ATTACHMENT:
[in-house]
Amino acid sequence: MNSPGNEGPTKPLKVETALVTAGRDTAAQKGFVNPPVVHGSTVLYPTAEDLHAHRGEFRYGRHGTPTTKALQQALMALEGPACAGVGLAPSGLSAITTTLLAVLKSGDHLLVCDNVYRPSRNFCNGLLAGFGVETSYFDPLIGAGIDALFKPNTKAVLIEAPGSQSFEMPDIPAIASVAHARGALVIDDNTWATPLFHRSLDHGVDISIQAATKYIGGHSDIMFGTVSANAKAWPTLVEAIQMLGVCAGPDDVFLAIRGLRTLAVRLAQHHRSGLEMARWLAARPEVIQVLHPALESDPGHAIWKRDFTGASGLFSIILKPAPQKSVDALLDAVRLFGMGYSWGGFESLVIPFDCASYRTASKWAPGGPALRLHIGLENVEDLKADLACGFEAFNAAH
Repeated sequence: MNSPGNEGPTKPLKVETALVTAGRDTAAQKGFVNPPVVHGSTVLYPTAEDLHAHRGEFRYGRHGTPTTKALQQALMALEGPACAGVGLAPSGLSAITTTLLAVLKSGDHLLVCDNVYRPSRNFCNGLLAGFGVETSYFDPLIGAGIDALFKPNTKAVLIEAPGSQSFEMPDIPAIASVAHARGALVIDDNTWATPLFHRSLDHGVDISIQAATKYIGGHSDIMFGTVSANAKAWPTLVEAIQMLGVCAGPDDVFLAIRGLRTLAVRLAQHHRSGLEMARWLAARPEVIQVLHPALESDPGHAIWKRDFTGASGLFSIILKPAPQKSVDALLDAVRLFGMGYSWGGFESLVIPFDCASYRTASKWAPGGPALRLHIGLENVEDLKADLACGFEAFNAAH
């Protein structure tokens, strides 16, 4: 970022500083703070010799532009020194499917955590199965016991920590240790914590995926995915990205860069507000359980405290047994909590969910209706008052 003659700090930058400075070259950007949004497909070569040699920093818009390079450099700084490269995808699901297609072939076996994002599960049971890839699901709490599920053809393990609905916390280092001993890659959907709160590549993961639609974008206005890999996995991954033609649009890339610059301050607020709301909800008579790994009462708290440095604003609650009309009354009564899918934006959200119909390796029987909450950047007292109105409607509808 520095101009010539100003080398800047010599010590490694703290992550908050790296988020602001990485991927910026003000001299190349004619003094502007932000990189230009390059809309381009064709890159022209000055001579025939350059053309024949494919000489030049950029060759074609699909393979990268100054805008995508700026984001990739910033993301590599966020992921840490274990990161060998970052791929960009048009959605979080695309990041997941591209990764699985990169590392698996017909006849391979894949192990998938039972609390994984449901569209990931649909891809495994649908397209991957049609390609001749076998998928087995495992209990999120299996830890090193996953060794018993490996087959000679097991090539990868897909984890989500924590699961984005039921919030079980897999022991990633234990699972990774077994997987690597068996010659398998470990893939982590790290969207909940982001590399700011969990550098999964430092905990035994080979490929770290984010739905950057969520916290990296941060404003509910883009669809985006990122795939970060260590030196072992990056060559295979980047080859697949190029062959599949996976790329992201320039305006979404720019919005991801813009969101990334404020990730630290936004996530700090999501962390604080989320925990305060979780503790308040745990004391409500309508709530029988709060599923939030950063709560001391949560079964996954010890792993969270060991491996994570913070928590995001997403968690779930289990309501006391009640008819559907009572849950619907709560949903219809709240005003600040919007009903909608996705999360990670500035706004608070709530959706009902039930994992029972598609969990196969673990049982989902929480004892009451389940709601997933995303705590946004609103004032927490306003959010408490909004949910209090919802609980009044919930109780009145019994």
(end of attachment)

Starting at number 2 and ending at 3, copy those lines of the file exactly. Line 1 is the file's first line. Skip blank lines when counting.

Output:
Amino acid sequence: MNSPGNEGPTKPLKVETALVTAGRDTAAQKGFVNPPVVHGSTVLYPTAEDLHAHRGEFRYGRHGTPTTKALQQALMALEGPACAGVGLAPSGLSAITTTLLAVLKSGDHLLVCDNVYRPSRNFCNGLLAGFGVETSYFDPLIGAGIDALFKPNTKAVLIEAPGSQSFEMPDIPAIASVAHARGALVIDDNTWATPLFHRSLDHGVDISIQAATKYIGGHSDIMFGTVSANAKAWPTLVEAIQMLGVCAGPDDVFLAIRGLRTLAVRLAQHHRSGLEMARWLAARPEVIQVLHPALESDPGHAIWKRDFTGASGLFSIILKPAPQKSVDALLDAVRLFGMGYSWGGFESLVIPFDCASYRTASKWAPGGPALRLHIGLENVEDLKADLACGFEAFNAAH
Repeated sequence: MNSPGNEGPTKPLKVETALVTAGRDTAAQKGFVNPPVVHGSTVLYPTAEDLHAHRGEFRYGRHGTPTTKALQQALMALEGPACAGVGLAPSGLSAITTTLLAVLKSGDHLLVCDNVYRPSRNFCNGLLAGFGVETSYFDPLIGAGIDALFKPNTKAVLIEAPGSQSFEMPDIPAIASVAHARGALVIDDNTWATPLFHRSLDHGVDISIQAATKYIGGHSDIMFGTVSANAKAWPTLVEAIQMLGVCAGPDDVFLAIRGLRTLAVRLAQHHRSGLEMARWLAARPEVIQVLHPALESDPGHAIWKRDFTGASGLFSIILKPAPQKSVDALLDAVRLFGMGYSWGGFESLVIPFDCASYRTASKWAPGGPALRLHIGLENVEDLKADLACGFEAFNAAH